Dr. David OgulaFriday, April 27, 2018
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New York, USA


We owe it to all the peoples of the sub-continent to ensure that they see in us, not merely good leaders waxing lyrical about development, but as the front commanders in the blast furnaces of labor, productive investments and visible change." Nelson Mandela.

e are surrounded by change that bears on our lives in ways never thought possible. The application of programmed instructions to equipment eliminated the need for routine manual tasks and increased production efficiency. Even more striking is the unanticipated ways innovation in mobile technology is altering human behavior. Blue ocean innovation has almost muted the traditional notion of resistance to change as consumers flock to new products they never knew were valuable until they saw them.

As change swirls around us, the question to ponder is whether change is happening to us or we are making change happen. If flying through the eye of a storm provides meteorologists a deeper understanding of its force, and equips them to prepare for future storms, then change is not only to be embraced but engineered in order to direct its course. Only those who lead change will have a vantage point to determine the path of the changes they engender.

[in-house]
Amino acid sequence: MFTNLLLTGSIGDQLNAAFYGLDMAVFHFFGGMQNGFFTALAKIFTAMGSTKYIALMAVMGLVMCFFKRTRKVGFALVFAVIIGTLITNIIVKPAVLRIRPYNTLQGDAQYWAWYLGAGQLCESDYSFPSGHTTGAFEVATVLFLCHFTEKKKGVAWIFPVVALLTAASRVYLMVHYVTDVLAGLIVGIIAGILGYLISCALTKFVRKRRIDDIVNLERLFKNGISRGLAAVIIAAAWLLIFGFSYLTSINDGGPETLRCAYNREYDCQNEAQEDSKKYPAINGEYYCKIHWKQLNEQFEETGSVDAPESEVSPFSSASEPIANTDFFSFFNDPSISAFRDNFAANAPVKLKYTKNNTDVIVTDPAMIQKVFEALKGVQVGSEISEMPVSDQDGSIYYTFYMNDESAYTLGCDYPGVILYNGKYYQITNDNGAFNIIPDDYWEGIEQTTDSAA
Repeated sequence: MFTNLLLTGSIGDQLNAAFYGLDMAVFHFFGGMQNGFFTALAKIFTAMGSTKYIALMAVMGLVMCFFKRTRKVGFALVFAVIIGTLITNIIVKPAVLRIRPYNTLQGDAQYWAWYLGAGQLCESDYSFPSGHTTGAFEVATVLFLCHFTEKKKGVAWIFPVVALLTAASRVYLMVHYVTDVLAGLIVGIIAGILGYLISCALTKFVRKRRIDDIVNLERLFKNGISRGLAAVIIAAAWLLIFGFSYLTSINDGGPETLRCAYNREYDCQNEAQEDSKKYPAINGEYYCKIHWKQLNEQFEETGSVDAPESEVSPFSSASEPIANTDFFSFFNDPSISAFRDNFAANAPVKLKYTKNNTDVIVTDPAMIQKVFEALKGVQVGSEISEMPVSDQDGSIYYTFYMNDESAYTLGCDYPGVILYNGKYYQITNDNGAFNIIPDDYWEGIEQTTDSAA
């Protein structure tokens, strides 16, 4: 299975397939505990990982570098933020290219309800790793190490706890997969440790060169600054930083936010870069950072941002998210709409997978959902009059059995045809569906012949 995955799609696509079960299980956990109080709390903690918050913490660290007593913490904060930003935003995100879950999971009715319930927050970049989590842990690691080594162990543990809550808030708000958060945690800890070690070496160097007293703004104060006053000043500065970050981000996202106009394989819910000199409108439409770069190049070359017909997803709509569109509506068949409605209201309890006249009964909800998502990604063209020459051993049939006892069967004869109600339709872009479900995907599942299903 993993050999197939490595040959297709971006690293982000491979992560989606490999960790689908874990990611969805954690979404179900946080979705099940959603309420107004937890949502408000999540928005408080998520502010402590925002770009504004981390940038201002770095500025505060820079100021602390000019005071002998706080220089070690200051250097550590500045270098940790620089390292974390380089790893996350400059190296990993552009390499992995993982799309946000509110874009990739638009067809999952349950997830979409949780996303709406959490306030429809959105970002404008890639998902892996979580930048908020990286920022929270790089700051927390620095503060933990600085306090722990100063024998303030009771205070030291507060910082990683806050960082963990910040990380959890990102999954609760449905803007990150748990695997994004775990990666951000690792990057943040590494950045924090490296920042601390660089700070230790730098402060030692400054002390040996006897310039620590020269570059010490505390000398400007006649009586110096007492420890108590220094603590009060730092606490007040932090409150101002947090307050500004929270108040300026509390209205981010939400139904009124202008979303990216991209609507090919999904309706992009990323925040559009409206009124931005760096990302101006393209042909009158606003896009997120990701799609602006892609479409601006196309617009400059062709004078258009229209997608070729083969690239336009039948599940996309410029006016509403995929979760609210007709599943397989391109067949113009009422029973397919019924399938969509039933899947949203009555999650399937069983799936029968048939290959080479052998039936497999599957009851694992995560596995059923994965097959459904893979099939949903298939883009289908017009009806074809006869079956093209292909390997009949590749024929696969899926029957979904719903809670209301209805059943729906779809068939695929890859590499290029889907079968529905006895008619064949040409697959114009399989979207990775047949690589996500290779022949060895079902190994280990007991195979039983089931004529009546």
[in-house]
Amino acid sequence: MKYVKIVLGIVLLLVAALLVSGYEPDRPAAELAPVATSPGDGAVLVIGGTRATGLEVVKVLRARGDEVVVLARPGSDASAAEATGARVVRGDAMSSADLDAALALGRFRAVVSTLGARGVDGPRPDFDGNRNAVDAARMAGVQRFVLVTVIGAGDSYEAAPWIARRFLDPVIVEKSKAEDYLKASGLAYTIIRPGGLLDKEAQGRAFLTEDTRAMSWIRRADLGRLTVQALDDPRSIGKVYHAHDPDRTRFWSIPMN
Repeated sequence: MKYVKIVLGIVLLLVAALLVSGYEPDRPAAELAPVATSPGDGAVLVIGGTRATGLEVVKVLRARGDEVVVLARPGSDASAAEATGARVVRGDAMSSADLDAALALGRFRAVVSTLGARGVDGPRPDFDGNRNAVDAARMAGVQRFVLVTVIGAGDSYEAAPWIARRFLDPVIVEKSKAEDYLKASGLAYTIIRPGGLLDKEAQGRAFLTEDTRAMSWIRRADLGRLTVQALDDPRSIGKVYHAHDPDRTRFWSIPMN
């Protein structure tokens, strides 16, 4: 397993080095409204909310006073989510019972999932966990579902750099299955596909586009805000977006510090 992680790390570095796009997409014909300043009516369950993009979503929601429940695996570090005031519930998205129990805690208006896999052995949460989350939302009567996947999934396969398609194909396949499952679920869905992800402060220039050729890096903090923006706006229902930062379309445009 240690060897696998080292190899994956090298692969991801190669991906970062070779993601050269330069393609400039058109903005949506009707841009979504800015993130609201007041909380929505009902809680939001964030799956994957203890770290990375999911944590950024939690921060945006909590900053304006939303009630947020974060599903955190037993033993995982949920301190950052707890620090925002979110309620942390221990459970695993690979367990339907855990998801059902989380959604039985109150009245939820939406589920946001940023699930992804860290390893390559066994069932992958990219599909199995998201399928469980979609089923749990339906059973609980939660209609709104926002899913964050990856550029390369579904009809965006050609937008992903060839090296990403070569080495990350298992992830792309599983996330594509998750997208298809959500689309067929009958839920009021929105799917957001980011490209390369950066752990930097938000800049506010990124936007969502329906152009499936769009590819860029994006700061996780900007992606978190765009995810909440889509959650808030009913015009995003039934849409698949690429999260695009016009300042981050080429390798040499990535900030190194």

No one can deny that urgent change is required for quality of life in Africa to improve. But collectively Africans seem to be passive consumers of Western innovations, blind to the political and economic forces that drive change. If a way forward is to be found innovations adaptable to Africa's peculiar needs must be the focus of our creative energies. New social and political structures must be built from the ground up, to make the most of African strengths, while avoiding the pitfalls that have impeded progress for decades. Advances in technology have eliminated barriers that limited access and opportunity.

Reviving the traditional African spirit of community activism is key to addressing many basic needs at the local level. When the creative and productive potential of community members are mobilized toward a common goal, greater and longer-lasting progress can be achieved than by individual effort or reliance on outside forces. This requires translating that great pride in our communal traditions into a collective energy for the development of Africa, taking a positive attitude toward the future backed by action that seizes the wide range of possibilities that now abound to create real and lasting change.

As we advance into the first quarter of the 21st century, there is an urgent need to position ourselves to shape the course of change not as passive actors, but active agents. Solutions can be engineered to address even the most daunting economic, political and social challenges. All resources must be channeled to create change on a continental scale. Each of us must find those brilliant moments of our own to make change happen. The choice is ours to make it so. Incremental micro-level changes can yield enormous macro-level results, with the necessary investment of time, energy, and resources.

Your small step can make a big impact. Join the movement to shed black Africa's burden.